same principal characters. So those characters were well-developed by the time
Chapter 1 ended up on paper. Nevertheless, there were lots of facts I had to
check — for example, about the legal system, about the exotic locales Tanner
visits, etc. And before I plunked Clara in the middle of Wellesley College, I
trekked up to Massachusetts and chatted with students to get a better sense of
the current campus culture. That way I had something firmer than memories of my
own college years, and I learned about some key changes in campus venues and
One final comment about research…
My most valuable research tool is bald observation. A favorite pastime is to
park myself, solo, in a restaurant, in a region that will be the venue for part
of a novel. Then I shamelessly eavesdrop on conversations at nearby tables.
I’ll make mental notes of vocabulary choices, pronunciation, phrasing. At one
point, I overheard a local speak about the need to “ponder” something before finding
the solution to a problem. That verb struck me as downright eloquent, uniquely
West Virginian. And you’ll hear it coming out of Ben Buckhalter’s mouth.
What is your favourite genre?
My favorite genre? Hmmm, depends
on my mood. I’ve certainly had my cop-shop whodunit phase, cozy mystery phase,
family saga phase, biography/autobiography phase and period novel phase.
Literary novels are a constant, however. Especially those involving flawed,
complicated characters with dark pasts. Not surprisingly, those are the kind of
novels I want to write, too.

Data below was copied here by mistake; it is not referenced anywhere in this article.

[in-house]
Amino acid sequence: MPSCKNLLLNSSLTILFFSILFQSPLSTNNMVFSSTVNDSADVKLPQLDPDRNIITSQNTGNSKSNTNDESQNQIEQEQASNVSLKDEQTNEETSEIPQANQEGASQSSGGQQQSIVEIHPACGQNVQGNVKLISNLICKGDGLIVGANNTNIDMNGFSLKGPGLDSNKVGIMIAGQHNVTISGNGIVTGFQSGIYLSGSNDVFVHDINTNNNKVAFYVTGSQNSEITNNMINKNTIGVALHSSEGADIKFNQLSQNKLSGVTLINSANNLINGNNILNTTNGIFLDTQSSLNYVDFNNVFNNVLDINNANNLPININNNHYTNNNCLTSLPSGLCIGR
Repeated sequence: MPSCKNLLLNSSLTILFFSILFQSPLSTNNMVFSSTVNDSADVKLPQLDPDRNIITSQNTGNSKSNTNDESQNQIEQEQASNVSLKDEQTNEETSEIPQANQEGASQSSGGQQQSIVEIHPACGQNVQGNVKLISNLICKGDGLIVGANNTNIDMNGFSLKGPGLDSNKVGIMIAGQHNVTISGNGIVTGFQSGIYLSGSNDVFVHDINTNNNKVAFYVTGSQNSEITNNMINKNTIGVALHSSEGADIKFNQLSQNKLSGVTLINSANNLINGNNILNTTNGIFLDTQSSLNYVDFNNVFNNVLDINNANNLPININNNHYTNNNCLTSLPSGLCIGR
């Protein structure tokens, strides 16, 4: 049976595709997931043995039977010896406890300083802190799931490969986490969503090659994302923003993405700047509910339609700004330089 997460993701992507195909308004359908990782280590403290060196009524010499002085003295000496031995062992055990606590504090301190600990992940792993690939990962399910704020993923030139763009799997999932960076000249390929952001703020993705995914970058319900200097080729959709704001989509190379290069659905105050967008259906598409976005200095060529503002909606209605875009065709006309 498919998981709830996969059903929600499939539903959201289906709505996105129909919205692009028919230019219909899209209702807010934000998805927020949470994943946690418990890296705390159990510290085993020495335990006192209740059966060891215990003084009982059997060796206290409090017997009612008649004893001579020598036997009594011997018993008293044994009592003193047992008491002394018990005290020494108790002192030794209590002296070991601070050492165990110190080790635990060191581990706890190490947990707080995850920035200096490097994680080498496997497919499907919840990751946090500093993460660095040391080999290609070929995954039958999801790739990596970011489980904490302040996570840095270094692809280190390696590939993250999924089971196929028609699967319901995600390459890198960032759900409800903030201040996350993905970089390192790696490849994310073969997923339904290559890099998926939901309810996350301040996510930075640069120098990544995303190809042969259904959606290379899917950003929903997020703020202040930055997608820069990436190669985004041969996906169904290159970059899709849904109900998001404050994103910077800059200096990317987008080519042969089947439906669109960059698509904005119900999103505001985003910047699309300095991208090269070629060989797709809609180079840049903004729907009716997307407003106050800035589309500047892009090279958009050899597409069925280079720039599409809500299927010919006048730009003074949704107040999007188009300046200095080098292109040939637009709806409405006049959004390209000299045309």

If you recommend a living author – who would
it be? A dead author?
Recommendation of a living author?
When it comes to wordsmithing chops, the first name that pops up is Alexander
McCall Smith, author of the Botswana lady detective agency series and the
Scotland Street series (my favorite), among many, many others. That man can
string words together so eloquently, combining both economy of language and
lyrical flow, he just makes my jaw drop. He also has a talent for delicately
tweaking certain social trends, without coming across as preachy.
As for dead authors, oy, so many.
If I focus on economy of language, John Cheever and Emily Dickinson come to
mind. Both could pack so much into so few words, in very different ways. Both
had an appealingly dark sense of irony, too. Writers who stretched my brain — but
made that painful effort worthwhile — include such greats as Shakespeare,
Goethe, Rilke, Eliot. I’m sure I’m forgetting others who had a major influence
Have you ever tried to imitate another
author’s style? And if so, why?
No, I’ve never tried to imitate
another writer’s style. But I’m sure I’ve subconsciously absorbed elements from
other authors. Perhaps because I spent most of my professional life as a nonfiction
ghostwriter, it’s really important for me to speak in my own (unique, I hope)
voice as a novelist.
Do you have any pets?
Do I have pets? Is accounting
boring? The numbers are down to a precious few these days: one soft-eyed
English setter who looks a lot like Ralph (but was born years after Ralph); one
English cocker spaniel with the swagger of a rhinoceros and a great sense of
irony; and one gray barn cat who has staff.
If so, what are they?
Over the years, my life has been